We made three dishes that night. We talked about polite things. Lorca was on a break from school for the entire week. She didn’t have pets. She lived with her mother and her aunt. She told me that she loved to cook. We loved to cook! And that she’d never traveled except to Florida and went to the bookstore a lot because she didn’t have many friends. I don’t either, I wanted to tell her. Joseph did but I was never social that way. It’s not the worst thing. I didn’t say that, though I wanted to. I didn’t feel like a glowing example.

The sky was dark, and Lorca looked out the window. It was as if she were looking through a keyhole, into a fantasy book. Her face was romantic like that. She said, after the bamia, hummus bi tahini, and cabbage salad, “What’s next?” I was tired but not. It was eleven o’clock. I hadn’t been up this late for ages.

She said, “Are you tired?” And without thinking, I told her, “No.”

My goodness, my word, my heart. No, I’m not. I could do this forever. Please stay. Please stay, little child.

After Lorca left, I shuffled around in the kitchen, where life lingered. It felt like a much-needed rainstorm had passed through. I cleaned up and then stopped. I loved the nest of dishes we’d made. Just so.

I was in a daze as I undressed and put on my pajamas. I felt exhausted, but overwhelmed too. All this was so new. And I couldn’t tell Joseph, so the emotion hung about me, like a ringing phone.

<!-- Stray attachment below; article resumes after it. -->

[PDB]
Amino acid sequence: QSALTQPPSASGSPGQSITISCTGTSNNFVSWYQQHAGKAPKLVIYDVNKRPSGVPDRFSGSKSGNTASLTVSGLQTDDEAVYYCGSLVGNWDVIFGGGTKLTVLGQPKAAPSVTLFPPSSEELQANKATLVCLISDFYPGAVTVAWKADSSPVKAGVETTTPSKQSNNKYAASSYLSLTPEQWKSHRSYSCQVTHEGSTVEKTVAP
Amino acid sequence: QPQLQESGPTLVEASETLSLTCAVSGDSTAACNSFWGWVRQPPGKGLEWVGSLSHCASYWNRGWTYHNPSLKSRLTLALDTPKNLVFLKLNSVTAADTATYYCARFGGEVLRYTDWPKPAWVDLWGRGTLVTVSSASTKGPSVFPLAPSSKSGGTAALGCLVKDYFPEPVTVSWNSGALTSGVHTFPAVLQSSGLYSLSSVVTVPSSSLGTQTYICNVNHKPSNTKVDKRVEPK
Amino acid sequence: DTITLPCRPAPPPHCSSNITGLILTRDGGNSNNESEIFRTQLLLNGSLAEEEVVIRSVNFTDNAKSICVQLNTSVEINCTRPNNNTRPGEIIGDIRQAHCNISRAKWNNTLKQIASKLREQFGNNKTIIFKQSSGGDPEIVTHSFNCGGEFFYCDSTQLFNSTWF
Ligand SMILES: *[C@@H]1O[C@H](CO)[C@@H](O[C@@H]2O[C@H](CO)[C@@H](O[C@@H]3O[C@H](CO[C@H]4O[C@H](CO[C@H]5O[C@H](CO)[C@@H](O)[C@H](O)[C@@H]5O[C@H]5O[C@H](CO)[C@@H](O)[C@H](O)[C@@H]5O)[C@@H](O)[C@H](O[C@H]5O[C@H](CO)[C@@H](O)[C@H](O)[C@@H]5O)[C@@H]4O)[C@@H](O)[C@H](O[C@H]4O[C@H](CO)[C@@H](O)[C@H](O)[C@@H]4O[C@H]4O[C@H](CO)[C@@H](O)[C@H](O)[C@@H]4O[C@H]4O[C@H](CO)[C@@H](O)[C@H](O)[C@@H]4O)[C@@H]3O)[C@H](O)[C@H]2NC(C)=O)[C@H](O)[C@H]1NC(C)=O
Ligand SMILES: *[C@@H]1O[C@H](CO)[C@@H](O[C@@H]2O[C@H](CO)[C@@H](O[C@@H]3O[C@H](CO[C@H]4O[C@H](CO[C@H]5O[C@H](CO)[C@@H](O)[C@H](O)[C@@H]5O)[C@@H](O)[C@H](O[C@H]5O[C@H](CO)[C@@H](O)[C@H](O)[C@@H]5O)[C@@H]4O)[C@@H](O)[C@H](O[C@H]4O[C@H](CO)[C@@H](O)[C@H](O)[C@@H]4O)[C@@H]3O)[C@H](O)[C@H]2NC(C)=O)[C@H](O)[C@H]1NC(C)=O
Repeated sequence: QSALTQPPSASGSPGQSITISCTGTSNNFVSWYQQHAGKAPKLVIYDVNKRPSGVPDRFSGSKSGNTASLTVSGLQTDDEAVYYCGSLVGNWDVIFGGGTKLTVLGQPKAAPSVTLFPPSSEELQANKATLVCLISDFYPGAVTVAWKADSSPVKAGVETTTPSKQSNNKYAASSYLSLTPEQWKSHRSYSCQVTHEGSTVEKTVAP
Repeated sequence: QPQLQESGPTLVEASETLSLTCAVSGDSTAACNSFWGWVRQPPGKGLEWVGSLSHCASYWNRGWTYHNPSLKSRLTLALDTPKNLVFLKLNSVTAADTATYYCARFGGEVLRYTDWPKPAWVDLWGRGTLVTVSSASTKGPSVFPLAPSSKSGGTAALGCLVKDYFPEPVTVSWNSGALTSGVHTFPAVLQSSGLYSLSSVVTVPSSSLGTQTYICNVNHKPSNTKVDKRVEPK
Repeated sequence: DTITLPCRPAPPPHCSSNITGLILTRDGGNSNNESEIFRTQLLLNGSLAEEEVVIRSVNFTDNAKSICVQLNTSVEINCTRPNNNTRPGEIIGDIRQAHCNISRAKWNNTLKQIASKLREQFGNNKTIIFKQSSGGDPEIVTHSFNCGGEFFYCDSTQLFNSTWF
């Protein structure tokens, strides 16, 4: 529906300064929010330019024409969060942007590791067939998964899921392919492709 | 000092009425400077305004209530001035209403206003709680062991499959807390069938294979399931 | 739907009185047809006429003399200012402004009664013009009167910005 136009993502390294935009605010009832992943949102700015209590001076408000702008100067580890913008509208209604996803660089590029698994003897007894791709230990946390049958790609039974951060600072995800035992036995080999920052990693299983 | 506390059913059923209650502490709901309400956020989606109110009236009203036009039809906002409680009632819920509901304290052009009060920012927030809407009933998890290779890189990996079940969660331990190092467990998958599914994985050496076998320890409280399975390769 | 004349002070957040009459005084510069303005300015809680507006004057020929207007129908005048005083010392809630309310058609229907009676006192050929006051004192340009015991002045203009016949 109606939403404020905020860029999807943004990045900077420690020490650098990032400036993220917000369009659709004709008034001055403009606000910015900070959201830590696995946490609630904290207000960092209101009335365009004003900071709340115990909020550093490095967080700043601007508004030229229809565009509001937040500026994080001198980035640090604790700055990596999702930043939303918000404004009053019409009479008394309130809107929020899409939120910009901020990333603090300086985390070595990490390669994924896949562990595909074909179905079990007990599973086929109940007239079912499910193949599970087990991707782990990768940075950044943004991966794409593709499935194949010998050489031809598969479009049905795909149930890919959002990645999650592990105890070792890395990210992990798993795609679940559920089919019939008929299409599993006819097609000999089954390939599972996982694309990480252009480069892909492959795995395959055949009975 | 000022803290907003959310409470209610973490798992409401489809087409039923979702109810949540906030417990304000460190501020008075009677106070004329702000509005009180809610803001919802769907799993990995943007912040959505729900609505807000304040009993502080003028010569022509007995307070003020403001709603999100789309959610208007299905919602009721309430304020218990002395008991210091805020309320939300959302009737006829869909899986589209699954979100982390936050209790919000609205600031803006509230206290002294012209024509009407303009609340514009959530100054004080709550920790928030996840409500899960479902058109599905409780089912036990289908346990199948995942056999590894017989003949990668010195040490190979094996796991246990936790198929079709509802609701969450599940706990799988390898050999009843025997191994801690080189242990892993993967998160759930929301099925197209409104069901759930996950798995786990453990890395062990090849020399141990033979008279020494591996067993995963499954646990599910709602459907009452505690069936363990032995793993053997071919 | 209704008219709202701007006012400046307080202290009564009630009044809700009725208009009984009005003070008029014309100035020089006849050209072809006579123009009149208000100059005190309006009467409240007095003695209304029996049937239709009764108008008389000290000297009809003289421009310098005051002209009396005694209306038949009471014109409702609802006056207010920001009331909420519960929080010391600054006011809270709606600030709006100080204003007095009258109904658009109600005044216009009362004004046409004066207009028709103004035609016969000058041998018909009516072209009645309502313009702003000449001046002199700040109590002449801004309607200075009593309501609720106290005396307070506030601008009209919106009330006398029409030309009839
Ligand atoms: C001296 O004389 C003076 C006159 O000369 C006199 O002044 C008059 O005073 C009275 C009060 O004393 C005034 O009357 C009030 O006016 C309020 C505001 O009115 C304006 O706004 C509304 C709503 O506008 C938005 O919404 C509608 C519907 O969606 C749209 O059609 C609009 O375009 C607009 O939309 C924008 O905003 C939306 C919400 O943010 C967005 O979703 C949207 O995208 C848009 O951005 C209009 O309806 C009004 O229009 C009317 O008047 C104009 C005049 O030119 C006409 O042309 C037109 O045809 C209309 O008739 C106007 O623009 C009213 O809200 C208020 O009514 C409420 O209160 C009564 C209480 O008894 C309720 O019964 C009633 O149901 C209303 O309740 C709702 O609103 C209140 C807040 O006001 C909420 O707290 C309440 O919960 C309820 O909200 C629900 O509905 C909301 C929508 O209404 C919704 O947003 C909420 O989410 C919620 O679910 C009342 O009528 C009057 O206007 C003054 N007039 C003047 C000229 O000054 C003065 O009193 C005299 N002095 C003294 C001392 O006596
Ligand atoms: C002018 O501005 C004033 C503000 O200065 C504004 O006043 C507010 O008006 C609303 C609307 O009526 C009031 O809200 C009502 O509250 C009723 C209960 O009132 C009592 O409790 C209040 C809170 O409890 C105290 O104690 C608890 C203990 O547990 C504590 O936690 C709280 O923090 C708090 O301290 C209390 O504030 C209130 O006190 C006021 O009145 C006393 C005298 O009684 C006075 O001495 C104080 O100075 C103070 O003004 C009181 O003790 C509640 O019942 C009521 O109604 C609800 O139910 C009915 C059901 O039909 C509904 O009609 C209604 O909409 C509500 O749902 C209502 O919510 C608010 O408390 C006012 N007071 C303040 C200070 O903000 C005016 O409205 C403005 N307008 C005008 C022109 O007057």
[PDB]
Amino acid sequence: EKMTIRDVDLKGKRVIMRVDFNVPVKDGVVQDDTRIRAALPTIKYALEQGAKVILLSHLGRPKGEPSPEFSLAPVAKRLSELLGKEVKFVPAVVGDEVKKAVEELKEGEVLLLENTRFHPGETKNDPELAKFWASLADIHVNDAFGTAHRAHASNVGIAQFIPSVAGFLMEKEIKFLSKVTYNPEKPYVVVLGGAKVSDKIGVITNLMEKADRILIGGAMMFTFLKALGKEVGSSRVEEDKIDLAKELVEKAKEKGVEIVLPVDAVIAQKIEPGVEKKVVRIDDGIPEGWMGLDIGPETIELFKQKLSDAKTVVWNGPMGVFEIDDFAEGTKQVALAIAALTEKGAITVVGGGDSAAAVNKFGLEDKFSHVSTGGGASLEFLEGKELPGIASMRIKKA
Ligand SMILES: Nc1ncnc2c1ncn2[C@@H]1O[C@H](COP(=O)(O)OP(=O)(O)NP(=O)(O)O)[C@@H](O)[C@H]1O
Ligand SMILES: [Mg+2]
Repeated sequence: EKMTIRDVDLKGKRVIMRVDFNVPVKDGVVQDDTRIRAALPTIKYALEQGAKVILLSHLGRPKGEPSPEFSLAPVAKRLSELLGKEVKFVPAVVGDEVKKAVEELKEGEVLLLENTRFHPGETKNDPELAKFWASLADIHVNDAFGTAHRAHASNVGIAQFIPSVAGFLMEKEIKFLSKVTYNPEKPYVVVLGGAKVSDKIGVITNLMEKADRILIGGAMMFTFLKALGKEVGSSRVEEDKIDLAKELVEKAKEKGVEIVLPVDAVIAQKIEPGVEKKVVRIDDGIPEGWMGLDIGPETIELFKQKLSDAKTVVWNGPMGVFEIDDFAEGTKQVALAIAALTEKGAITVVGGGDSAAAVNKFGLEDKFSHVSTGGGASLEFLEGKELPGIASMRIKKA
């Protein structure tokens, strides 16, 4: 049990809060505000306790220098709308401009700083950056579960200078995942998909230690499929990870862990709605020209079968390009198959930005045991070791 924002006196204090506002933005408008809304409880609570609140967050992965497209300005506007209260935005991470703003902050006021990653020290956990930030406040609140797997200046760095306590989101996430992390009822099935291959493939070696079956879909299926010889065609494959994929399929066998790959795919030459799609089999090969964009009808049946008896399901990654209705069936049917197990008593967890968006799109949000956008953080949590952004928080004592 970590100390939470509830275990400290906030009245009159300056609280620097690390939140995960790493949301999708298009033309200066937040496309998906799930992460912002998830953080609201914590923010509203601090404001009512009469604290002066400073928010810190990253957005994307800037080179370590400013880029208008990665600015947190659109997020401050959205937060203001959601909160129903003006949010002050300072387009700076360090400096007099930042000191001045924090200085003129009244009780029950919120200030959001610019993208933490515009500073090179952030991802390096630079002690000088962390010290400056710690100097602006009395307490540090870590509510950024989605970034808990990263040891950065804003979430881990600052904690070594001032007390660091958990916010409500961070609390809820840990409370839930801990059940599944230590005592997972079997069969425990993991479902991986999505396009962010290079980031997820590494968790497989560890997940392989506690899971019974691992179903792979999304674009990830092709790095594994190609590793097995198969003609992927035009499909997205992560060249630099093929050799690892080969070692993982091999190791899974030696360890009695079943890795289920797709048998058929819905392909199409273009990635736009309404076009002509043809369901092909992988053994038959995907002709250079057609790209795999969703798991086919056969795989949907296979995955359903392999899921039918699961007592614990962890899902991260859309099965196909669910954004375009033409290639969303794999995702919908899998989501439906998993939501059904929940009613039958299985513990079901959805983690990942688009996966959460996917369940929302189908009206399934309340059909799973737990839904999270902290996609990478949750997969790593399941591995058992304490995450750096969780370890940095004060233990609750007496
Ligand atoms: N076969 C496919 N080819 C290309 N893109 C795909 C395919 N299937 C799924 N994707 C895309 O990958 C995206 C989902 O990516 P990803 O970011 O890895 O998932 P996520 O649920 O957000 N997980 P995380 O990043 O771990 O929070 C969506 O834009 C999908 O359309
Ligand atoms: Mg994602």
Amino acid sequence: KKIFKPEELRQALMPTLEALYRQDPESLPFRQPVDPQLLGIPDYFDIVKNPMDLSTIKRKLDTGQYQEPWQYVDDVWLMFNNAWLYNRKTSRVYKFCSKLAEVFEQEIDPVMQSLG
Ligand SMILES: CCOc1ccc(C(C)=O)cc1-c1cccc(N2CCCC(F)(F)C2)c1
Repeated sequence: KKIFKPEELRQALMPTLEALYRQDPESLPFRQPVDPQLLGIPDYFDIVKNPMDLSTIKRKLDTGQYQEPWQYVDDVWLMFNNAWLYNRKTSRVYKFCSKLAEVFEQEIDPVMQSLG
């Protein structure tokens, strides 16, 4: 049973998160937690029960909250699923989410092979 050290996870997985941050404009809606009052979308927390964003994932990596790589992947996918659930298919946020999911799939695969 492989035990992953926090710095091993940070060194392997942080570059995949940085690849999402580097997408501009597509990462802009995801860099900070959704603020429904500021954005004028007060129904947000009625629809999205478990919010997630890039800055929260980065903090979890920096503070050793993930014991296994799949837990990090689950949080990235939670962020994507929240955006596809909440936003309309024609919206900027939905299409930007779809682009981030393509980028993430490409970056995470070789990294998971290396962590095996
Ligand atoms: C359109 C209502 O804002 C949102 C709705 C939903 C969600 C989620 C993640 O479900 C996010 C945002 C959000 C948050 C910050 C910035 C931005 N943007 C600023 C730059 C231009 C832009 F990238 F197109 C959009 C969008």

I didn’t want to get ahead of myself but certain ideas had crept into my mind and were creating an odd sensation in my chest. There wasn’t much left ahead of me. It wasn’t just the freckle, or the big feet, or even the shadow of Middle Eastern-ness in Lorca’s skin — though it was all those things too. Lorca felt so familiar to me somehow. Not like I’d once bumped into her on the street or sat next to her on an airplane, nothing as uninteresting as that. It was something smokier. It was more reflexive too, like being hungry or being stared at or waking up a minute before the alarm clock goes ding.

It was wild, what I thought, outlandish even, but I thought it. Saying it out loud would be like trying to explain a dream.

Still, I let myself think that there was some meaning in all this. I wasn’t spiritual. I didn’t believe in fate. Once in a while, I’d toss salt over my left shoulder but then feel ridiculous. I just kept thinking, She’s supposed to be here. She might just be someone to me.

“Joseph,” I whispered. “Can you hear me? Did you see Lorca? Did you see?”

Silence. More silence. Maybe a creak somewhere. Maybe an ambulance somewhere. Nothing to speak of. I couldn’t be sure. I sat there with a sock half on and half off until a car alarm caused me to jump.

“Joseph,” I whispered. “I was sad too.” And though nothing happened then, no bright light, no crash, I felt a vague sense of comfort that had everything to do with Lorca. Sadness, and then.



Excerpt from "Tomorrow There Will Be Apricots" by Jessica Soffer. Copyright ©2013 by Jessica Soffer. Reprinted by permission of Houghton Mifflin Harcourt Publishing Company. All rights reserved.

Ms. Soffer’s work has appeared in Granta, The New York Times, Martha Stewart Living, Vogue, and on NPR’s “Selected Shorts.” She teaches fiction at Connecticut College and lives in Amagansett.